Slice of the 'Ham // March 2009
In a dark alley just blocks from downtown Bellingham, people are gathering. Some chain their bicycles to poles, others slam car doors shut, but all follow painted signs hanging from a chain-link fence. Wind sweeps up the alley and gives the night air a bitter chill.
Jessica Edwards, also known as Hollywood, pulls her knee to her chest as she sits in the administrative office of the Lummi Youth Academy - a safe haven and living space for young victims of substance abuse or broken families.
A group of adventurers carefully descend the stairs of the temple of Shar, the evil goddess of darkness. Stopping just short of a pit, they manage to rig a makeshift bridge across and open the door into the inner sanctum where they are immediately attacked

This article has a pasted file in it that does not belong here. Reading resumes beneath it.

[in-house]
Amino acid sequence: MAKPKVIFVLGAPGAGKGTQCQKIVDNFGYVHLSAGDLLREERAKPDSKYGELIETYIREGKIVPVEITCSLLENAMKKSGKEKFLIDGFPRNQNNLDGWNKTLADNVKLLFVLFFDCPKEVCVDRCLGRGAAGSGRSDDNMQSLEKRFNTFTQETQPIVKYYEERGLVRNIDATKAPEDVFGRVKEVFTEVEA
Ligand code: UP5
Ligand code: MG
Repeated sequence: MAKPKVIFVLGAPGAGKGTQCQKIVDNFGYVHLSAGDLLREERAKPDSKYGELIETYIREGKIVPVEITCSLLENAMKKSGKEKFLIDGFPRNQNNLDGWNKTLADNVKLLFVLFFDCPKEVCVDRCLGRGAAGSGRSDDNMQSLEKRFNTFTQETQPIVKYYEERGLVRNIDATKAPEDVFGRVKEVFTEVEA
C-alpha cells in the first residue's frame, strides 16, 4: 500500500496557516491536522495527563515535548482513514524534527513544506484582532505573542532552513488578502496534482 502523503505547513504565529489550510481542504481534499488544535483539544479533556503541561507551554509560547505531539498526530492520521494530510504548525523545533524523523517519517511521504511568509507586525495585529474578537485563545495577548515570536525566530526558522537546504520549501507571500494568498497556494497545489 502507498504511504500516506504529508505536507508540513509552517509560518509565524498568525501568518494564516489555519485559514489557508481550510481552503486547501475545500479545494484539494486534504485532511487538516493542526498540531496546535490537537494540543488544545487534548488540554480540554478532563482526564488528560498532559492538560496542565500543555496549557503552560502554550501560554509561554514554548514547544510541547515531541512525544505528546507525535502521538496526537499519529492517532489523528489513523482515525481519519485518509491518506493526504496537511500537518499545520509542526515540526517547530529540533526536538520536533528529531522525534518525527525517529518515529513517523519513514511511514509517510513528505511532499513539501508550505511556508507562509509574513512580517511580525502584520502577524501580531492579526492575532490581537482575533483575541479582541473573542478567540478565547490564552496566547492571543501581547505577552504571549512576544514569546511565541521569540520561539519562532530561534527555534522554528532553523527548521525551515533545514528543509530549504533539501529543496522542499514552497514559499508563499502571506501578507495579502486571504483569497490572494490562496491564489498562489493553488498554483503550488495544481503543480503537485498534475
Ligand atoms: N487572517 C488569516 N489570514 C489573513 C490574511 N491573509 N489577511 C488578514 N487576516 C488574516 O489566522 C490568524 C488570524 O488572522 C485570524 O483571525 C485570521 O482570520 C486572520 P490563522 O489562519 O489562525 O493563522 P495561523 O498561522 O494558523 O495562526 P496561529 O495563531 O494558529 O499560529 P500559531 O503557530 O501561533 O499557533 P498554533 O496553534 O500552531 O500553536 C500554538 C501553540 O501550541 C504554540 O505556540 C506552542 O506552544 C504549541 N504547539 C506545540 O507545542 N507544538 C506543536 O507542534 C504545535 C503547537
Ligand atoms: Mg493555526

It's 11 o'clock on a Wednesday night. The icy January fog consumes Bellingham, covering rooftops, softening traffic sounds and crystallizing every surface outside.
"I'll shake your hand," Western junior Josh Foley says to the man next to him as he pours apple juice into a red plastic cup. "I'm a hand-shaker."
On a Sunday afternoon in early November, the sun is shining. A large, dark blue truck is parked on the hill of Forest and Cedar Park in Bellingham. The truck bed is overflowing with a white, icy substance. The temperature is about 50 degrees and the sky is cloudless.
Nobody recognizes Zac Robertson when he shows up on his bicycle for a local gathering that rotates houses in downtown Bellingham. After walking through the front door, bravely peeling off all of his clothing and politely removing his shoes